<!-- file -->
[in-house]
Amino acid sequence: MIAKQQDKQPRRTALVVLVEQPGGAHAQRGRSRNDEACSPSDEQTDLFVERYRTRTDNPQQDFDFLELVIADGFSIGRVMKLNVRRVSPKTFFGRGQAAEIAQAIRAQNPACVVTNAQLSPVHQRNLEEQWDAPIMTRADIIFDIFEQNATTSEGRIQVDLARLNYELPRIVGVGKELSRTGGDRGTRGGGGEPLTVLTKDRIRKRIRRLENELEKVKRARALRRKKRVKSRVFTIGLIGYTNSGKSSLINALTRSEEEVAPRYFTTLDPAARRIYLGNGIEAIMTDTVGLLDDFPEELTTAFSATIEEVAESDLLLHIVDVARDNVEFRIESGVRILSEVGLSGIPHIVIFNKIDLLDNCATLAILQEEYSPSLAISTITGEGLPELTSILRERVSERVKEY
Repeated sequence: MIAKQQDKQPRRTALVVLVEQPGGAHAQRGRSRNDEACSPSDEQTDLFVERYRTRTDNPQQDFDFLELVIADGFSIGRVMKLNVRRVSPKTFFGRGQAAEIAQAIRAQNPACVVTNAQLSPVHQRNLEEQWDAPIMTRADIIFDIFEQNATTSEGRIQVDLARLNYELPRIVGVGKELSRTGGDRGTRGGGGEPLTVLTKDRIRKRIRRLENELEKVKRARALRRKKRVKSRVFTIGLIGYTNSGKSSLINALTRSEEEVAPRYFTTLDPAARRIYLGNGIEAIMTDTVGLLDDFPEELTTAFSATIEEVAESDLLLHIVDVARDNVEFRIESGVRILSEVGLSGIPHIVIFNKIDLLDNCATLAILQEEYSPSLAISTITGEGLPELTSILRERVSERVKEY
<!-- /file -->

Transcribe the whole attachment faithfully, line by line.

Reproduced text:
[in-house]
Amino acid sequence: MIAKQQDKQPRRTALVVLVEQPGGAHAQRGRSRNDEACSPSDEQTDLFVERYRTRTDNPQQDFDFLELVIADGFSIGRVMKLNVRRVSPKTFFGRGQAAEIAQAIRAQNPACVVTNAQLSPVHQRNLEEQWDAPIMTRADIIFDIFEQNATTSEGRIQVDLARLNYELPRIVGVGKELSRTGGDRGTRGGGGEPLTVLTKDRIRKRIRRLENELEKVKRARALRRKKRVKSRVFTIGLIGYTNSGKSSLINALTRSEEEVAPRYFTTLDPAARRIYLGNGIEAIMTDTVGLLDDFPEELTTAFSATIEEVAESDLLLHIVDVARDNVEFRIESGVRILSEVGLSGIPHIVIFNKIDLLDNCATLAILQEEYSPSLAISTITGEGLPELTSILRERVSERVKEY
Repeated sequence: MIAKQQDKQPRRTALVVLVEQPGGAHAQRGRSRNDEACSPSDEQTDLFVERYRTRTDNPQQDFDFLELVIADGFSIGRVMKLNVRRVSPKTFFGRGQAAEIAQAIRAQNPACVVTNAQLSPVHQRNLEEQWDAPIMTRADIIFDIFEQNATTSEGRIQVDLARLNYELPRIVGVGKELSRTGGDRGTRGGGGEPLTVLTKDRIRKRIRRLENELEKVKRARALRRKKRVKSRVFTIGLIGYTNSGKSSLINALTRSEEEVAPRYFTTLDPAARRIYLGNGIEAIMTDTVGLLDDFPEELTTAFSATIEEVAESDLLLHIVDVARDNVEFRIESGVRILSEVGLSGIPHIVIFNKIDLLDNCATLAILQEEYSPSLAISTITGEGLPELTSILRERVSERVKEY